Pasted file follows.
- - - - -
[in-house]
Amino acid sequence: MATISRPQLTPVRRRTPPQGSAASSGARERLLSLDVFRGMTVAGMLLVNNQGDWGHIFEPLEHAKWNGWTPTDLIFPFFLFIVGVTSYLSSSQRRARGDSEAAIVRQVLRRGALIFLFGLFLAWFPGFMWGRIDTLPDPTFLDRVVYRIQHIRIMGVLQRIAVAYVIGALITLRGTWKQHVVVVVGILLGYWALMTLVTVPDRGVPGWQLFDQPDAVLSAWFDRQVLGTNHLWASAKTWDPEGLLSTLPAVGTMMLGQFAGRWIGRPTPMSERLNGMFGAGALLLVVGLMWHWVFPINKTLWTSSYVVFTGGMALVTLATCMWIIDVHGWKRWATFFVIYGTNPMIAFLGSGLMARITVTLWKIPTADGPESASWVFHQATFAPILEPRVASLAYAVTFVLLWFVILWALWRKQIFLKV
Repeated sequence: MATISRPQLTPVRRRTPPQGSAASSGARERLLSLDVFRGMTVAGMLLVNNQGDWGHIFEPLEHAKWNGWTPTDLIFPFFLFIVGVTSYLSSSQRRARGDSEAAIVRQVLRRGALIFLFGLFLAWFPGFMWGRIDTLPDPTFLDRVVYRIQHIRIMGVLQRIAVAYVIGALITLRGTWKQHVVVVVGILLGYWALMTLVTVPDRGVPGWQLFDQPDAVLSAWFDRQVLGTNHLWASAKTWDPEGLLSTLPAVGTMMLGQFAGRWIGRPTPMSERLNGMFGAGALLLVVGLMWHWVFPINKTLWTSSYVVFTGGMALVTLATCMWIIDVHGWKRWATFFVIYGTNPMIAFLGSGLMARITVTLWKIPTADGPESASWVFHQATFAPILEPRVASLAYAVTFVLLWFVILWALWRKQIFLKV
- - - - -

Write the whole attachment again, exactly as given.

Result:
[in-house]
Amino acid sequence: MATISRPQLTPVRRRTPPQGSAASSGARERLLSLDVFRGMTVAGMLLVNNQGDWGHIFEPLEHAKWNGWTPTDLIFPFFLFIVGVTSYLSSSQRRARGDSEAAIVRQVLRRGALIFLFGLFLAWFPGFMWGRIDTLPDPTFLDRVVYRIQHIRIMGVLQRIAVAYVIGALITLRGTWKQHVVVVVGILLGYWALMTLVTVPDRGVPGWQLFDQPDAVLSAWFDRQVLGTNHLWASAKTWDPEGLLSTLPAVGTMMLGQFAGRWIGRPTPMSERLNGMFGAGALLLVVGLMWHWVFPINKTLWTSSYVVFTGGMALVTLATCMWIIDVHGWKRWATFFVIYGTNPMIAFLGSGLMARITVTLWKIPTADGPESASWVFHQATFAPILEPRVASLAYAVTFVLLWFVILWALWRKQIFLKV
Repeated sequence: MATISRPQLTPVRRRTPPQGSAASSGARERLLSLDVFRGMTVAGMLLVNNQGDWGHIFEPLEHAKWNGWTPTDLIFPFFLFIVGVTSYLSSSQRRARGDSEAAIVRQVLRRGALIFLFGLFLAWFPGFMWGRIDTLPDPTFLDRVVYRIQHIRIMGVLQRIAVAYVIGALITLRGTWKQHVVVVVGILLGYWALMTLVTVPDRGVPGWQLFDQPDAVLSAWFDRQVLGTNHLWASAKTWDPEGLLSTLPAVGTMMLGQFAGRWIGRPTPMSERLNGMFGAGALLLVVGLMWHWVFPINKTLWTSSYVVFTGGMALVTLATCMWIIDVHGWKRWATFFVIYGTNPMIAFLGSGLMARITVTLWKIPTADGPESASWVFHQATFAPILEPRVASLAYAVTFVLLWFVILWALWRKQIFLKV